Thursday, April 30, 2009


Maybe. Just maybe if I put these pretty pictures out there. Maybe we can have a nice weekend weather-wise to look forward to. And I promise to post something original over the weekend, not to just keep on regurgitating all the neat things other people find.

These images are by Jan Von Holleben via ???.

Wednesday, April 29, 2009

Asako Narahashi.

Even Cleveland has been posting a lot of different water themed items lately, which naturally I love. I really like the shots by Asako Narahashi for the project Half Awake and Half Asleep in the Water. Also worth about 1 minute of your time is the surf video she posts under Holding On. So cool.

Tuesday, April 28, 2009

Monday, April 27, 2009


More on this coming soon. I'm putting it out there in an attempt to prevent myself from blowing it off because it requires a commitment and an early weekend morning doing something sort of awkward.

Path to Progress.

Katy and I went downtown and walked a 5k to show support and raise money for the ABTA and brain tumor research this weekend with a bunch of old friends. We started at Soldier Field and looped past the Field Museum, Planetarium and Northerly Island. It was my first time looking at the city from some of these angles. Unfortunately I didn't really get any original shots. Here's one of the stragglers at the end of the line of about 6,000 people.

If your're ever wondering where you might like to donate money, consider this cause.

Thursday, April 23, 2009

New Adds.

There are so many interesting people and things on the world wide I can't stand it. My mind feels like this car.

This particular car came through Automatism after Lori linked me to Zoobezoobezoo. I remembered seeing something like it on Simply Photo.

I thought they were just so great and random, then I wondered who did them, and what for? Turns out they were designed for a resale store in Paris called Merci, that sells all kinds of things from clothes, book and fresh flowers and furniture. Remodelisa also blogged about Merci here. All these things connected make my head spin. There is so much to look at and read about.

Last night Dave sent me to Lena Corwin's blog ~>O<~ for a look at Elizabeth Schuppe's studio. I've seen that blog link around but never clicked on it before.

I poked around a bit and realized that she collaborates with Port 2 Port Press making some books called Lines & Shapes. She also designed the flaps and inside cover for the book Wallpaper Projects, put out by the people who run The Curiosity Shoppe in San Francisco. All super cool projects.

Just a coincidence, one of her posts included this image of a card, which you can buy on Etsy, and it reminded me of today. Funny.

I have a lot more people to add to my list of likes. Even more than these:

2 or 3 Things.
Simply Photo.
Port 2Port Press.
Lines and Shapes.

And this guy just makes me smile:

Pacing the Panic Room.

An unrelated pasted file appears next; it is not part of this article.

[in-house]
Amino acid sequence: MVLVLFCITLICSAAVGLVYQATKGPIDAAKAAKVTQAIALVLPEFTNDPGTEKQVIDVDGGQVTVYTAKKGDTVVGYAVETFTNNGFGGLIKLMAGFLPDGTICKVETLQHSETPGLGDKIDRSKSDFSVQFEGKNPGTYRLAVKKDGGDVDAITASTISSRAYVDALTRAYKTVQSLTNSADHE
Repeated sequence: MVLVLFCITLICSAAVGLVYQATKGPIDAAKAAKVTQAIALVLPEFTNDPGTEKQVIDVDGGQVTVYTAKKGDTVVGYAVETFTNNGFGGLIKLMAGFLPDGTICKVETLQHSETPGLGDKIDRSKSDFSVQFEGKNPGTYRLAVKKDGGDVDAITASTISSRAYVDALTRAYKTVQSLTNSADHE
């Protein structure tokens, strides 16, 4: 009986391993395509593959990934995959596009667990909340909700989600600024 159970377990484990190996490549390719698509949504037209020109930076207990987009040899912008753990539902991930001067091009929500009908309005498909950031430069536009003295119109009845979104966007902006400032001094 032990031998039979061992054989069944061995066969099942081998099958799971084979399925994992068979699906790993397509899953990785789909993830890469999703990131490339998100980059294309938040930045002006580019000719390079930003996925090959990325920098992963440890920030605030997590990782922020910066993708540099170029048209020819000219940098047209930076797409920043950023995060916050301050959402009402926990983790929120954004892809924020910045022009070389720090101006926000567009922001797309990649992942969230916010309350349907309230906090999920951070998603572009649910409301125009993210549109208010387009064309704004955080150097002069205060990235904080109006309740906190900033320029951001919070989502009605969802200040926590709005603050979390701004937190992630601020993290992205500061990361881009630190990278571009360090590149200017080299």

Wednesday, April 22, 2009

Happy Earth Day Everybody.

I can't get a good looking image of the silly daffodils en masse, but here you go. I think the impact will be a lot better next year when the quantity has doubled, but I couldn't be more pleased with the results on the first go. My neighbor actually asked me today, What's with the daffodils? I responded, Aren't they fun? He said, A little odd, but yeah. Agreed it is odd to have them just pop out of the lawn, but I think that's what makes them special.

Probably back in 1991 (good guess) I read Douglas Coupland's Generation X. I thought this book was very cool back then. I should read it again for a fresh perspective, but what has stayed with me all these years – in my memory at least – was this part where the main character planted all these daffodils for his sweetheart or something. I don't think it was clear that a gesture like this would take about six months before the result was realized. Maybe that was the point. I can't remember.

Anyway, without recalling the actual specifics, I thought the concept was neat. To randomly spread and plant the bulbs where they landed. I think the guy in the book planted 70. I started with 40. I think they all bloomed, and I just about died when they started to show up a few weeks ago.

I have carried this idea around with me now for about 18 years.

Dream realized Spring 2009, when the bulbs I planted at random last October decided to make an appearance.

Just a list.

I have millions of these.

Tuesday, April 21, 2009

Kelly Brannon.

Looking at those paintings by Elizabeth Schuppe got me thinking about Kelly Brannon. It's been a long time since I went and looked at these. The top image, Hanzel and Gretl, has always been one of my favorites. It would look great in my living room over the new cabinet.

Island of Discontent would look amazing in my bedroom, although that title kind of depresses me.

I like that her paintings are kind of illustrative to me. I can imagine what they are depicting, and wonder how she was feeling and what she was thinking about when she painted them. That's a fun thing to do. It would be cool to see how we each perceive them, or even just one of them. Tell me what you think if you feel like it.


Kiss Me Kontiki.


Sunday, April 19, 2009

Elizabeth Schuppe.